The 2021 crop yield potential remains highly variable

Most crop experts agree that corn and soybean yields in 2021 are likely to be very variable and very difficult to predict, especially in drought-affected areas of Minnesota, western Iowa, Dakota. from North and South Dakota.

Recent precipitation, along with a few severe generalized storms, could certainly change the crop forecast in some areas. Most of the harvest information in yield estimates released by the US Department of Agriculture and private companies was based on harvest conditions from early to mid-August, so any major changes in conditions after this period could affect future performance projections.

Fairly extensive and heavy rains were received in many parts of the Upper Midwest during the last 10 days of August, including some of the extremely dry areas of southwestern and midwestern Minnesota, northeastern western Iowa and eastern South Dakota.

Other areas of North Dakota, Montana, western and central South Dakota, and northwest and north-central Minnesota received less precipitation. Crop stress continues to worsen.

Most of the eastern Corn Belt had adequate humidity, so the additional precipitation had very little impact.

In some of the places under severe water stress, recent rainfall may have been too late to have a significant impact on the 2021 corn and soybean crop; however, in areas with more moderate impacts of drought conditions, there will likely still be benefits from rainfall.

If the corn and soybeans had not reached maturity and were still in viable conditions, the improved conditions should help stabilize or even increase the potential for final yield. The final impacts of the rains in late August are unlikely to be known until harvest.

The extension of the drought zone in late July and early August dampened hopes of record yields in many of the major corn and soybean growing regions of the United States.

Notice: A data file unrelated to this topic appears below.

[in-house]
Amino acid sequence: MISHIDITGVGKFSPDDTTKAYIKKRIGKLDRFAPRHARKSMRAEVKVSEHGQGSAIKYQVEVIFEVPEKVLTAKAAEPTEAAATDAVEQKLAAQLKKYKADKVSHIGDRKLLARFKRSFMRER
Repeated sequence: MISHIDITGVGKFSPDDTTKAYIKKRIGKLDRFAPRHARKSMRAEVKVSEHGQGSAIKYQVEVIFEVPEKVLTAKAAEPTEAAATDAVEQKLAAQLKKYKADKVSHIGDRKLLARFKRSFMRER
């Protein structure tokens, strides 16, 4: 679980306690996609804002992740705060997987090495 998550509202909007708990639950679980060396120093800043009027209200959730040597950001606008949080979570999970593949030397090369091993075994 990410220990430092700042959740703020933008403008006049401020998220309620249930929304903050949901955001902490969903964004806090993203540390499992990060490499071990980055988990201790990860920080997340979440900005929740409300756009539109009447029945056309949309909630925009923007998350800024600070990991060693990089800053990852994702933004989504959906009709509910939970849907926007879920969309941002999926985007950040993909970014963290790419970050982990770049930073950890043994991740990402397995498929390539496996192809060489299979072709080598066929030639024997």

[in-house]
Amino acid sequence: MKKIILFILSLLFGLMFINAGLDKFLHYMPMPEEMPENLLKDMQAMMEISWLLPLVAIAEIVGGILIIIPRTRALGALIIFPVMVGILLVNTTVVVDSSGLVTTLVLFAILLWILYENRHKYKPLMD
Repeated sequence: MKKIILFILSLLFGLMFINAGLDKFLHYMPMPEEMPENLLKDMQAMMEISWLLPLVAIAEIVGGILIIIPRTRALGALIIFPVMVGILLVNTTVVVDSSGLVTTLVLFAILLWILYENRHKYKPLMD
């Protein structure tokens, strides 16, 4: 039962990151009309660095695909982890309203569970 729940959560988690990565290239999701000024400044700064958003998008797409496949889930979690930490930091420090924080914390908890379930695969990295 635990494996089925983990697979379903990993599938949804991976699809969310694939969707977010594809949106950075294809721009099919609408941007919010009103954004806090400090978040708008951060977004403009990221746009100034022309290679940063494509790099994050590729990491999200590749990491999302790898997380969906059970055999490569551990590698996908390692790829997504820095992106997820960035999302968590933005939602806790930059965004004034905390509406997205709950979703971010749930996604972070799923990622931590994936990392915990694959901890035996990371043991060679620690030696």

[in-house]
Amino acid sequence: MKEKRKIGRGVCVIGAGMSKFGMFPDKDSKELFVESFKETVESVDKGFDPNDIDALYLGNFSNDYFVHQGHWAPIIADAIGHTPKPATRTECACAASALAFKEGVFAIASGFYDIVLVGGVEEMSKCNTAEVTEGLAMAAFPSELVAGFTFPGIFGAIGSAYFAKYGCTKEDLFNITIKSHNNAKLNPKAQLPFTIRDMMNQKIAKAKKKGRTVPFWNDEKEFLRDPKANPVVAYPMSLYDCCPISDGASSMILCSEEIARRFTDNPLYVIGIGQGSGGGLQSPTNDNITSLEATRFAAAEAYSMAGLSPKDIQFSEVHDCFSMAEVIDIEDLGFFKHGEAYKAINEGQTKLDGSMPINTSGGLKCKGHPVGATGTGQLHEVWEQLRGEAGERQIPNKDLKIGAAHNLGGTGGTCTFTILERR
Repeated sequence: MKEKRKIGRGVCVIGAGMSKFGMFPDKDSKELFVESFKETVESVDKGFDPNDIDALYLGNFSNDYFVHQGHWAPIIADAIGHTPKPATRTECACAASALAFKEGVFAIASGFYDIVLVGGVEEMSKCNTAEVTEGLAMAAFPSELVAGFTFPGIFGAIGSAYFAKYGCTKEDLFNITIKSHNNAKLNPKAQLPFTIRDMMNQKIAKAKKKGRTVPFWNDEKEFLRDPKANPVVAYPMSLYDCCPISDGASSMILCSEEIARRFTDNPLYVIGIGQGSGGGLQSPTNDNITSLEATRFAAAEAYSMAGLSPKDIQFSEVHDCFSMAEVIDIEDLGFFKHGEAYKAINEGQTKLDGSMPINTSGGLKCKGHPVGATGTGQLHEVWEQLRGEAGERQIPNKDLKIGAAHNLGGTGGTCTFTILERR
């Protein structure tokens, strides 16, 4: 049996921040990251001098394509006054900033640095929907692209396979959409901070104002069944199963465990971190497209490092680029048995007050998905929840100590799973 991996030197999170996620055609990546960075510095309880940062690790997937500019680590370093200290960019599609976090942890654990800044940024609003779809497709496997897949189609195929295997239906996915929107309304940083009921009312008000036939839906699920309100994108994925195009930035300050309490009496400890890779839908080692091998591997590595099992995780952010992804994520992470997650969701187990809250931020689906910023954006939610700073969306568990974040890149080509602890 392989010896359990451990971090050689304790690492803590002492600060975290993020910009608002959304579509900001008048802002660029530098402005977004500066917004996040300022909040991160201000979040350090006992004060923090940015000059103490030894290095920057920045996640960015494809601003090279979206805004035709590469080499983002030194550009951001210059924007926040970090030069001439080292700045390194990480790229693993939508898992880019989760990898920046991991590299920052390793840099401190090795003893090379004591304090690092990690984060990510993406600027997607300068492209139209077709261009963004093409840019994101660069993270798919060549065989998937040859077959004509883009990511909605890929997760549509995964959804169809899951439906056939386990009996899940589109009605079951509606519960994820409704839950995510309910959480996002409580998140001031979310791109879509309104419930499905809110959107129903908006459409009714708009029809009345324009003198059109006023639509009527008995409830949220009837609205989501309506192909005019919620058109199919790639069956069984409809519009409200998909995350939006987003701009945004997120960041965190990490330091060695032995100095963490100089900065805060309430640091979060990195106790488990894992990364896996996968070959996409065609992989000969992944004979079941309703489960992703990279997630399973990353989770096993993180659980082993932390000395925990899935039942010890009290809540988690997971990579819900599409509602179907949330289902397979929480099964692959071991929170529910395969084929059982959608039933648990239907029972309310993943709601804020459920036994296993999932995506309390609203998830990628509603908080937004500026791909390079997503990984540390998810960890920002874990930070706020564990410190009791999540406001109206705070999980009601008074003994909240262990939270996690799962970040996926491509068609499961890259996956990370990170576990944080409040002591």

Most experts, as well as the USDA, expect the final yield of corn in the United States in 2021 to exceed the final yield of 2020, but move away from a record yield. The final soybean yield in the United States in 2021 is expected to approach the 2020 yield.

The National Agricultural Statistics Service (NASS) Crop Report released by the USDA on August 12 estimated the average corn yield at 174.6 bushels per acre, compared with a final U.S. average yield of 172 bushels per acre. Last year. The USDA projected the 2021 average soybean yield at 50 bushels per acre on August 12, compared to a final U.S. soybean yield of 50.2 bushels per acre in 2020.

Several severe storms accompanied by strong winds and large hail occurred from August 24 to 28 over a large area of ​​southern and western Minnesota, eastern South Dakota and Nebraska, Iowa and from northern Illinois.

Cumulatively, these storms damaged hundreds of thousands of acres of crops in the Upper Midwest and caused property damage to farm sites. The storms were not as severe or widespread as the echo storm that hit central Iowa and surrounding states in mid-August 2020; however, damage to corn crops from this year’s storms was quite similar. Thousands of acres of corn in parts of the Upper Midwest have either been laid flat or pulled out from under the cob.

If the corn stalks have been torn from under the cob by strong winds, there is not much recourse for growers. It would be very difficult to pick these ears from the ground to harvest them. There may be a way to salvage some of the damaged maize for fodder to be fed to the livestock, or to fence the area and graze the livestock.

If the corn has been laid flat and the stalk has not been cut, the corn plant should continue to absorb nutrients and the corn should mature. Harvesting the corn will be very difficult and may require combining the corn very slowly in one direction. Harvesting corn may also require the addition of special attachments to the corn head used for harvesting.

This can add more time and money to the harvesting process and having to bring the head of corn very close to the ground for harvesting can also result in more damage to the equipment. Wind damaged soybeans can also be twisted and mutilated; however, the soybean crop should be a bit more manageable than the corn crop due to severe wind damage.